The rain pounds down on the school’s tin roof. Your biology lesson rests half-erased on the board as Rosie sketches hearts, pronouncing her love for her teacher. Your back is pressed against the cement wall whilst Veronica sits on your lap, speaking in a loud voice mere inches from your nose. She smiles at something she said, wrapping her thin arms about you, nuzzling her nose into the nape of your neck. Queenie and Sofia stand on either side of you, smiling and yelling at their sisters in Swahili. Sofia removes your greasy hair from its tightly woven bun (showers are hard to come by) and finger combs the dirty locks. She proudly braids the dark tendrils, pulling so hard you fear it may rip out all together: a good souvenir of their teacher. Braided with minimal damage, you take her distraction as a chance to hide your hair once again. Queenie says something to you and laughs, and you laugh along, even though you didn’t understand the joke. You chuckle together as the girls pull you outside.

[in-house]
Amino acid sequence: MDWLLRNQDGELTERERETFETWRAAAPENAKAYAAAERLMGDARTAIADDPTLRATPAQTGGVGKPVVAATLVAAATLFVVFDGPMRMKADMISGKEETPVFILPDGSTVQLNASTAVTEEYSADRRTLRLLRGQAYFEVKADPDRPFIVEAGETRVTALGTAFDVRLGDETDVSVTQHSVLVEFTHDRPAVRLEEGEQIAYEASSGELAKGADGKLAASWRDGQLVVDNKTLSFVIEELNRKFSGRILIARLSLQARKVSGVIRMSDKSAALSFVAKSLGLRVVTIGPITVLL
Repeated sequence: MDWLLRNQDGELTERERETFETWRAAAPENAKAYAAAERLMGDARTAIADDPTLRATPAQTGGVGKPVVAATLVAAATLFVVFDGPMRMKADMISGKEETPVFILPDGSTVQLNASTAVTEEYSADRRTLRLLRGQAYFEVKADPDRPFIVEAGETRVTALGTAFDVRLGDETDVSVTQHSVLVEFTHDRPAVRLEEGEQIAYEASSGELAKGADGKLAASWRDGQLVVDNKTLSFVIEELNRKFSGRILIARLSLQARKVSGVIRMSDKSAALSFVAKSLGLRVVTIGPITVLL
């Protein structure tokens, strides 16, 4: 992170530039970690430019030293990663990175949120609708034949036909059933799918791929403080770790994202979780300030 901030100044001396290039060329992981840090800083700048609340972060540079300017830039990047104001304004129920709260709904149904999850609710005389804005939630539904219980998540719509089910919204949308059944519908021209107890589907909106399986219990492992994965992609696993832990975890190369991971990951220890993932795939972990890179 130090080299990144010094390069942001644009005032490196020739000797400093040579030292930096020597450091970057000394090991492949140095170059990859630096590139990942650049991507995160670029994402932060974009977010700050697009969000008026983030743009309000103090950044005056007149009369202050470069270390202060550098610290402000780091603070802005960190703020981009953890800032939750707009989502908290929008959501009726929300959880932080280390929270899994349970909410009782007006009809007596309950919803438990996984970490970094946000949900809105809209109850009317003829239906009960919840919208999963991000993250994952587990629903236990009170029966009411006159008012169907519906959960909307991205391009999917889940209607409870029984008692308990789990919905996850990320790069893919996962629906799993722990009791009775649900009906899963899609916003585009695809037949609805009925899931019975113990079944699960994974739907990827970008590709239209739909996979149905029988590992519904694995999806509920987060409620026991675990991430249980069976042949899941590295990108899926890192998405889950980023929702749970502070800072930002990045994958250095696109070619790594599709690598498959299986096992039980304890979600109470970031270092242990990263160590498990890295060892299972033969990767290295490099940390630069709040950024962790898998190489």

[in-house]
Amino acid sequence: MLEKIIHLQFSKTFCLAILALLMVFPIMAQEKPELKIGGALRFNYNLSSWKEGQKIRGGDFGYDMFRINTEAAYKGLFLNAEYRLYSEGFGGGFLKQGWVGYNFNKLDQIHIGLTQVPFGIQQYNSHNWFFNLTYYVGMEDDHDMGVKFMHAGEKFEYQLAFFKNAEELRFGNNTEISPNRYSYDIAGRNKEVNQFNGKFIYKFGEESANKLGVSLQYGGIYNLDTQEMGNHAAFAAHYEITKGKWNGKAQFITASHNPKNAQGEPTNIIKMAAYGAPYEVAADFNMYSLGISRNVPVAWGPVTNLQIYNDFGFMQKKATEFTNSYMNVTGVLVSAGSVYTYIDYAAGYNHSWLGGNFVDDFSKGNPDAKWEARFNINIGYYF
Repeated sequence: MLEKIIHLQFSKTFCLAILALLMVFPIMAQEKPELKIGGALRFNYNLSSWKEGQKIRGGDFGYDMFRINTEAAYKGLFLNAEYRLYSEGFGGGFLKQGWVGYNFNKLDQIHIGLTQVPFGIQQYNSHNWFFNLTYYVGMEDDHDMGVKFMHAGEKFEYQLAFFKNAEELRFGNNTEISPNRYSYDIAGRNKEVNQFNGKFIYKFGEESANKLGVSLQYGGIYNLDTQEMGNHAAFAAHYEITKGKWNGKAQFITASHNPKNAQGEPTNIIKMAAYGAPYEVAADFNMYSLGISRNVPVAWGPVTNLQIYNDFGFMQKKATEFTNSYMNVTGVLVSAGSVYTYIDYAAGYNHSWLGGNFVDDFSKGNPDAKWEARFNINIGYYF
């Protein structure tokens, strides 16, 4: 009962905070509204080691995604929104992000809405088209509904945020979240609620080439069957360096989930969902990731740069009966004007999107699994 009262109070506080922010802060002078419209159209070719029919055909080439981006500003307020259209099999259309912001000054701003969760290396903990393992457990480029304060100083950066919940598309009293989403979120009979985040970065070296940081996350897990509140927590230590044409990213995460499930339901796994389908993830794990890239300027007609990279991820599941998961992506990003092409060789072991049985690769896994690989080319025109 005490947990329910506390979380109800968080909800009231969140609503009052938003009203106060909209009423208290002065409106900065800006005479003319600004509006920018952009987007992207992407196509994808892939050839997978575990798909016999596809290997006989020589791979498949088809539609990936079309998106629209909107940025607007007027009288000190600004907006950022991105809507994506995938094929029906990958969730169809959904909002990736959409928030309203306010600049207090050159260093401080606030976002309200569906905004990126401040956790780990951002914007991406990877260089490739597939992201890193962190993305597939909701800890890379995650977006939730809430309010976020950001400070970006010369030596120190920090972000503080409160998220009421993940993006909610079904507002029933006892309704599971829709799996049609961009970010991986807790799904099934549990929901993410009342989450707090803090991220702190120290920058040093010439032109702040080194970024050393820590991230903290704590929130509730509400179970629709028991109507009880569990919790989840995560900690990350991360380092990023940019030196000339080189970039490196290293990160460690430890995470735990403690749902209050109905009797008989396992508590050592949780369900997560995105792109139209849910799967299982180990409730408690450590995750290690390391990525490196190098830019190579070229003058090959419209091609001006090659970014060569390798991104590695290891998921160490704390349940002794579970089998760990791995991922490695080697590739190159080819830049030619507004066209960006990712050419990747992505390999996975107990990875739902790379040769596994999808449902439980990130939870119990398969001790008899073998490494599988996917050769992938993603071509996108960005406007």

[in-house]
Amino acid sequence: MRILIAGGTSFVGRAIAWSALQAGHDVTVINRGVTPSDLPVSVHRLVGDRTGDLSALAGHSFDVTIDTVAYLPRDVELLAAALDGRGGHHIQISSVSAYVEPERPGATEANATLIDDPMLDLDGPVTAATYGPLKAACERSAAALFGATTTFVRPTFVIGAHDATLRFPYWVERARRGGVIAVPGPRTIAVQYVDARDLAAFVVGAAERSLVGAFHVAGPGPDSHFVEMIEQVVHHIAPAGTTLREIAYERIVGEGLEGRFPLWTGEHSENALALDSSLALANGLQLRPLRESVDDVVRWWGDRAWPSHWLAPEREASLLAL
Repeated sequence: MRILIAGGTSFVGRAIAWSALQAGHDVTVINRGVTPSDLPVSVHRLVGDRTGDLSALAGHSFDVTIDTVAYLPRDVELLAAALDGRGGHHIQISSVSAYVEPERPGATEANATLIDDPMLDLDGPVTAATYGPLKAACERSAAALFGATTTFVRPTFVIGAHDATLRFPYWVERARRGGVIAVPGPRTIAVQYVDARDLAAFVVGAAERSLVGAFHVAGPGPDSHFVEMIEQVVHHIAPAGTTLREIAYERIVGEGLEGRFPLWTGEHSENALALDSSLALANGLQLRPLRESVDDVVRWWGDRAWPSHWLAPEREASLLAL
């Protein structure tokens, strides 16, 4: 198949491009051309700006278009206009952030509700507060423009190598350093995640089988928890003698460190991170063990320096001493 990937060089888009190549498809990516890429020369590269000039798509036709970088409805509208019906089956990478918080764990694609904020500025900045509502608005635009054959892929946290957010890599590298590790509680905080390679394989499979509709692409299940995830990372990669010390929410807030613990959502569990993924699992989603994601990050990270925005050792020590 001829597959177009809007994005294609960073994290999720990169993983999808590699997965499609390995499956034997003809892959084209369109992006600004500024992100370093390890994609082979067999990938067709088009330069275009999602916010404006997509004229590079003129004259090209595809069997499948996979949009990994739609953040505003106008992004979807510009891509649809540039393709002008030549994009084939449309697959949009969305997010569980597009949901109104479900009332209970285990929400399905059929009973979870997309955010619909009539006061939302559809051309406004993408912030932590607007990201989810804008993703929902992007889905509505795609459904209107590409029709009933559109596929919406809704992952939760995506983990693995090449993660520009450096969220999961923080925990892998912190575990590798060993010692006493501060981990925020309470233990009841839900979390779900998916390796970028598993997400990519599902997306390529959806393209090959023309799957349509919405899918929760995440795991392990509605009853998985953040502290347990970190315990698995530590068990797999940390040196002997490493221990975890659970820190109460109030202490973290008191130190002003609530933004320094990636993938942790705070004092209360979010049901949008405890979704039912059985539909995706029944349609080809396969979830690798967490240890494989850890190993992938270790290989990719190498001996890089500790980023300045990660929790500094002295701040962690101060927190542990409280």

Their tiny hands are engulfed in your own white ones as they lead you home. The rain still beats down on you, and the group decides to run disjointedly, not wishing to break the connection. Your confidence abandons you when your feet don’t land appropriately. You find yourself facing the sky, your body resting in the thick, wet African mud. It starts slowly, growing, spreading like wildfire through the gaggle of girls looking down at you. You lift your face to the sky from your bed in the filth, water streaming down your nose as you laugh. Laughter fills the air, mingling together into a joyous chorus. Laughter links humanity. It brings us together, transcending any boundaries created by conflicts. Humans are made to laugh. In that perfect moment there is two truths: the universality of laughter, and that you need a shower.
Backgrounder: HRVHS senior goes ‘Full Circle’ in Africa